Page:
Javascript Set Timezone Offset and time settings on Client

# Iman Mohamadi (6 months ago)

To clear things out, I don't mean any changes to the actual Date time of Javascript. What I want to discuss about is a problem with a very simple solution.

Issue: Since Javascript code is mainly executed on a device that you might not have access to timezone and time settings that would be very help full to provide a way to adjust timezone and time settings that are taken from OS via Javascript code. Since now if you set your OS timezone setting to "Tehran" you will get -270 when you write this code in your browser console:

(new Date()).getTimezoneOffset();
>> -270

This is cool but what If I know I want to use another timezone? With current implementation I should mess around with date objects and do hacks and tricks but a very easy way would be to allow me to override OS preferences. That would be like so:

Date.setClientTimezoneOffset(300)    //Chicago timezone
(new Date()).getTimezoneOffset();
>> 300

Now I don't need to worry about myDate.getHours(), and minutes and seconds. Right now Javascript keeps this timezone offset to itself and leave me in pain of dealing with all incoming issues. However a simple set method could save a lot of time. This is the same with time settings. My browser takes time settings form my OS, if my OS time is 10:30 and I do this:

var myDate = new Date();
console.log(myDate.getHours());
>> 10

console.log(myDate.getMinutes());
>> 30

But what if correct time is 12:00 ? This can be annoying to fix how ever It could be handled in browser like this:

Date.setClientHours(12, 0, 0);
var myDate = new Date();
console.log(myDate.getHours());
>> 12

console.log(myDate.getMinutes());
>> 0

This can be implemented by keeping 12:00 - 10:30 = 1:30h which is OS to developer preference difference and use this offset to create correct Date.now(). If user changes it's time settings it can be set back to OS preferences.

What do you thing about the main idea?

# Isiah Meadows (6 months ago)

I'd personally prefer this to be settable on the instance, rather than the global object - you can manage universal dates more easily across time zones this way, and it still enables developers to have the fallback in case they need an escape or if they have code that relies on time zones remaining static as long as they have it and control creation. (The current Date.UTC stuff is not very helpful for anything not so simple you barely even need it.)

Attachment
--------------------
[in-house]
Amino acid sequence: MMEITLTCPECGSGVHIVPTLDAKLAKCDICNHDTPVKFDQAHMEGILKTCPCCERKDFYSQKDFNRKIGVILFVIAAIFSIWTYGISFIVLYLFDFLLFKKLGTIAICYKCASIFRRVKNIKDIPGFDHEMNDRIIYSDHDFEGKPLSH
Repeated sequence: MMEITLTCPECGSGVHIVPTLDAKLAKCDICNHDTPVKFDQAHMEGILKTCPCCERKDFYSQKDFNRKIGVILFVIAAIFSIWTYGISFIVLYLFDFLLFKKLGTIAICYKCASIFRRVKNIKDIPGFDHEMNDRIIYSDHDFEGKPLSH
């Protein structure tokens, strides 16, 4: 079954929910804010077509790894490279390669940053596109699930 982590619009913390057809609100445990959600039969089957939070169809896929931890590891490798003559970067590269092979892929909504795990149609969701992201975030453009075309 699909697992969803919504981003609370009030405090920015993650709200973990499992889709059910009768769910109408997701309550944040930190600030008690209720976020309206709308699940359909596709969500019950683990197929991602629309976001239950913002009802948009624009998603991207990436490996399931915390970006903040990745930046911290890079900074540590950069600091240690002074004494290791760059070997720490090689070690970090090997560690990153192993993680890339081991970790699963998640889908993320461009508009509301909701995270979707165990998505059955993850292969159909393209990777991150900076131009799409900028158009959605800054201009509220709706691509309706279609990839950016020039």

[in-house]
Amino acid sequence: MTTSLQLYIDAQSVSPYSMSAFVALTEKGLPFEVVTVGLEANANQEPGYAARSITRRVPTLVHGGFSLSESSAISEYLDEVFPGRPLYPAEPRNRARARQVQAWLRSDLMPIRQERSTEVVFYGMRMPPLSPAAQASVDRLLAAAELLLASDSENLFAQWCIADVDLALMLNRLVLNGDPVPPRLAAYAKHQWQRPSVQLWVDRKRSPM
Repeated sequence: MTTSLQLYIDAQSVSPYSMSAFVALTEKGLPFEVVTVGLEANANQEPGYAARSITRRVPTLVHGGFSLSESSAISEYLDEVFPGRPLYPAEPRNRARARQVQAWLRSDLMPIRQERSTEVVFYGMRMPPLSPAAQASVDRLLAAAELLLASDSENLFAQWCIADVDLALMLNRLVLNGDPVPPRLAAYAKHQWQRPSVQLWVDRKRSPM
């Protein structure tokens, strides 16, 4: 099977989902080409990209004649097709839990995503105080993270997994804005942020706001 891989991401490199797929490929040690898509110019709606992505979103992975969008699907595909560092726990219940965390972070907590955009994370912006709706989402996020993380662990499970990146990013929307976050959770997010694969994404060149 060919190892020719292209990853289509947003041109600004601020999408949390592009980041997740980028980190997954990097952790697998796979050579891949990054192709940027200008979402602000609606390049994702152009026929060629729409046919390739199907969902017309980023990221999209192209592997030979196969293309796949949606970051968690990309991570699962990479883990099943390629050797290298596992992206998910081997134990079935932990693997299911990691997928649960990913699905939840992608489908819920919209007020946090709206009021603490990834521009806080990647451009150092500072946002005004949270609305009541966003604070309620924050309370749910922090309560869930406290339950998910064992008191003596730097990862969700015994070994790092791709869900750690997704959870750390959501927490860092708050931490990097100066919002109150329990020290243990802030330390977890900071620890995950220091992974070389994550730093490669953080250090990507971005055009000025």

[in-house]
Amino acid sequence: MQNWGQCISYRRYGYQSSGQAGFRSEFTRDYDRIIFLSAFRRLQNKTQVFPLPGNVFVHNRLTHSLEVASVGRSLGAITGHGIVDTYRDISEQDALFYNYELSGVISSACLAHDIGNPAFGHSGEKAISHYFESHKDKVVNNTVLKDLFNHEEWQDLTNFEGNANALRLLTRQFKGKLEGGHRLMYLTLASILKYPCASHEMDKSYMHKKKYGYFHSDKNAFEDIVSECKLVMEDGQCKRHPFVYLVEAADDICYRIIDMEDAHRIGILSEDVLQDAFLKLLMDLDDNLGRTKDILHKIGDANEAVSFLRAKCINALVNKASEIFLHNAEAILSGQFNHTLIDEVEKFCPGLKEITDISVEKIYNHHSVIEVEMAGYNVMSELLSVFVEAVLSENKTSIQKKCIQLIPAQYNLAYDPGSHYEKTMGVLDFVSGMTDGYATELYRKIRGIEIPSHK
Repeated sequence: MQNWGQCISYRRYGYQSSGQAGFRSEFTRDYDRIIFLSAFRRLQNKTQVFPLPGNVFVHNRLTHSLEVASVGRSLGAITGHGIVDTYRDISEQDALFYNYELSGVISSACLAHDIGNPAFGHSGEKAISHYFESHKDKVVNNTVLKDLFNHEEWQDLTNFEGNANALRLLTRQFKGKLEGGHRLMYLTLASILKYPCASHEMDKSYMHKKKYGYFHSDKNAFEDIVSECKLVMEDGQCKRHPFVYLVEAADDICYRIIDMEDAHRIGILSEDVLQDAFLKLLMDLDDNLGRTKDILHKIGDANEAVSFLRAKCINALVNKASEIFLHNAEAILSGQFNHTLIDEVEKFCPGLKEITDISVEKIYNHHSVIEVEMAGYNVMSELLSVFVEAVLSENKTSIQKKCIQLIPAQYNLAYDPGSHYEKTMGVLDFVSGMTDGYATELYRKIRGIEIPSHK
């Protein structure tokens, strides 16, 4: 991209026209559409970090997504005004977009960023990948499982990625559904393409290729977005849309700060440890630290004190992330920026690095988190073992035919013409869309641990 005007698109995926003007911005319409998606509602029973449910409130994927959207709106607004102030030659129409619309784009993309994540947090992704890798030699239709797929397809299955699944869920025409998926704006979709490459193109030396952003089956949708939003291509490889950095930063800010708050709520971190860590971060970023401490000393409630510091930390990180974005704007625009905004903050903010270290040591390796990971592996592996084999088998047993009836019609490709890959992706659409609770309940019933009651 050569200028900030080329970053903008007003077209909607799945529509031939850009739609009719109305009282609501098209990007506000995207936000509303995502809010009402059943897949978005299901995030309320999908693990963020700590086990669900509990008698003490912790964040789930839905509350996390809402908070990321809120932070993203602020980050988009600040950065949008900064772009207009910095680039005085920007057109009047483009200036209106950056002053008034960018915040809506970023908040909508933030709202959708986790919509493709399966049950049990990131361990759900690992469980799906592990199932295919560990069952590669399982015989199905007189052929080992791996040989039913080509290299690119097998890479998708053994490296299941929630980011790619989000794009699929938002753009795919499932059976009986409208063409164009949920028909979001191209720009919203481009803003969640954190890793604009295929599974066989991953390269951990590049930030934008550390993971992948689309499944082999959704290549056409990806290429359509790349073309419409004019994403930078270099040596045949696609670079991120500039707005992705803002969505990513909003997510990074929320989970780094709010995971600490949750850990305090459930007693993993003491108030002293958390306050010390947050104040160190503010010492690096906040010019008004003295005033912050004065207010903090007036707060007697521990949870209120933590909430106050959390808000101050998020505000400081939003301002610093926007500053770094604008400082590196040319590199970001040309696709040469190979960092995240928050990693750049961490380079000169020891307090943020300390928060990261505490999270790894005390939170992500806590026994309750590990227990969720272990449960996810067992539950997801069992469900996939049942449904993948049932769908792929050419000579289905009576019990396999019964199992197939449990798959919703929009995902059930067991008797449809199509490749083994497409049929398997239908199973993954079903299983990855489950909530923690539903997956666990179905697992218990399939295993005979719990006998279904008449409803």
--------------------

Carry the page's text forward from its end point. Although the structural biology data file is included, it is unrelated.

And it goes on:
I'm not on the TC39 committee, so I can't really vote on this or anything, though.


Isiah Meadows me at isiahmeadows.com

Looking for web consulting? Or a new website? Send me an email and we can get started. www.isiahmeadows.com

# Oliver Dunk (6 months ago)

I’d love to have this use milliseconds rather than minutes, so that we could kill two birds with one stone. For example, I currently have my own NTP integration for a web project I run, and for that the offset from the actual time could be quite small.

# Iman Mohamadi (6 months ago)

About the milliseconds I agree with you. It could have the same API like setHours( hours [, minutes, seconds, mili-seconds] ) of date instance. I didn't talked about Idea of doing it per instance since I don't know about browsers and Nodejs implementations. That's why I need your opinion. But about doing it globally in your environment I'm sure it would be much much easier to implement.